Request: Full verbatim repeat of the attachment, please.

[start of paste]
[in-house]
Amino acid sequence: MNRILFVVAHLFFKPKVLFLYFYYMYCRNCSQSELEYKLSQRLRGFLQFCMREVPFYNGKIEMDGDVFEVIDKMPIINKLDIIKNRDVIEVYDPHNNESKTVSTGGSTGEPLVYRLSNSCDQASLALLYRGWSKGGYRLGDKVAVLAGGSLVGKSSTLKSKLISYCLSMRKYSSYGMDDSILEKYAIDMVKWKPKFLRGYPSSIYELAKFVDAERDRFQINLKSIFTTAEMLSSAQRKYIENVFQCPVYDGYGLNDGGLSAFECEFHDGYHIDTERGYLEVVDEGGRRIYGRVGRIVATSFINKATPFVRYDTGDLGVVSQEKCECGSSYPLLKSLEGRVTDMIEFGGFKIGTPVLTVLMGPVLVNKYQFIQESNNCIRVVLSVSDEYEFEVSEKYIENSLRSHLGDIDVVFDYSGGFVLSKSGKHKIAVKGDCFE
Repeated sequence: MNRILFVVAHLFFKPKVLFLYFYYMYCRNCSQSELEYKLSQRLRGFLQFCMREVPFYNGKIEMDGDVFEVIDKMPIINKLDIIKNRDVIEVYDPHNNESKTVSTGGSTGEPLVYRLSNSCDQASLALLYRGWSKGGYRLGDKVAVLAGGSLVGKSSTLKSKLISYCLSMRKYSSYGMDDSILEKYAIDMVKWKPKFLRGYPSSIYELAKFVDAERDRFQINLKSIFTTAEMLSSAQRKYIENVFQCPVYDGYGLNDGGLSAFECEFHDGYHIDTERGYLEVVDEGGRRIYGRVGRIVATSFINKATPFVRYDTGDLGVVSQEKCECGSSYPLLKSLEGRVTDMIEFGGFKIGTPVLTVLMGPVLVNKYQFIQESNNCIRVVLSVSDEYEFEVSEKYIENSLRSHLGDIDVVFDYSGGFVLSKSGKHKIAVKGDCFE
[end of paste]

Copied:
[in-house]
Amino acid sequence: MNRILFVVAHLFFKPKVLFLYFYYMYCRNCSQSELEYKLSQRLRGFLQFCMREVPFYNGKIEMDGDVFEVIDKMPIINKLDIIKNRDVIEVYDPHNNESKTVSTGGSTGEPLVYRLSNSCDQASLALLYRGWSKGGYRLGDKVAVLAGGSLVGKSSTLKSKLISYCLSMRKYSSYGMDDSILEKYAIDMVKWKPKFLRGYPSSIYELAKFVDAERDRFQINLKSIFTTAEMLSSAQRKYIENVFQCPVYDGYGLNDGGLSAFECEFHDGYHIDTERGYLEVVDEGGRRIYGRVGRIVATSFINKATPFVRYDTGDLGVVSQEKCECGSSYPLLKSLEGRVTDMIEFGGFKIGTPVLTVLMGPVLVNKYQFIQESNNCIRVVLSVSDEYEFEVSEKYIENSLRSHLGDIDVVFDYSGGFVLSKSGKHKIAVKGDCFE
Repeated sequence: MNRILFVVAHLFFKPKVLFLYFYYMYCRNCSQSELEYKLSQRLRGFLQFCMREVPFYNGKIEMDGDVFEVIDKMPIINKLDIIKNRDVIEVYDPHNNESKTVSTGGSTGEPLVYRLSNSCDQASLALLYRGWSKGGYRLGDKVAVLAGGSLVGKSSTLKSKLISYCLSMRKYSSYGMDDSILEKYAIDMVKWKPKFLRGYPSSIYELAKFVDAERDRFQINLKSIFTTAEMLSSAQRKYIENVFQCPVYDGYGLNDGGLSAFECEFHDGYHIDTERGYLEVVDEGGRRIYGRVGRIVATSFINKATPFVRYDTGDLGVVSQEKCECGSSYPLLKSLEGRVTDMIEFGGFKIGTPVLTVLMGPVLVNKYQFIQESNNCIRVVLSVSDEYEFEVSEKYIENSLRSHLGDIDVVFDYSGGFVLSKSGKHKIAVKGDCFE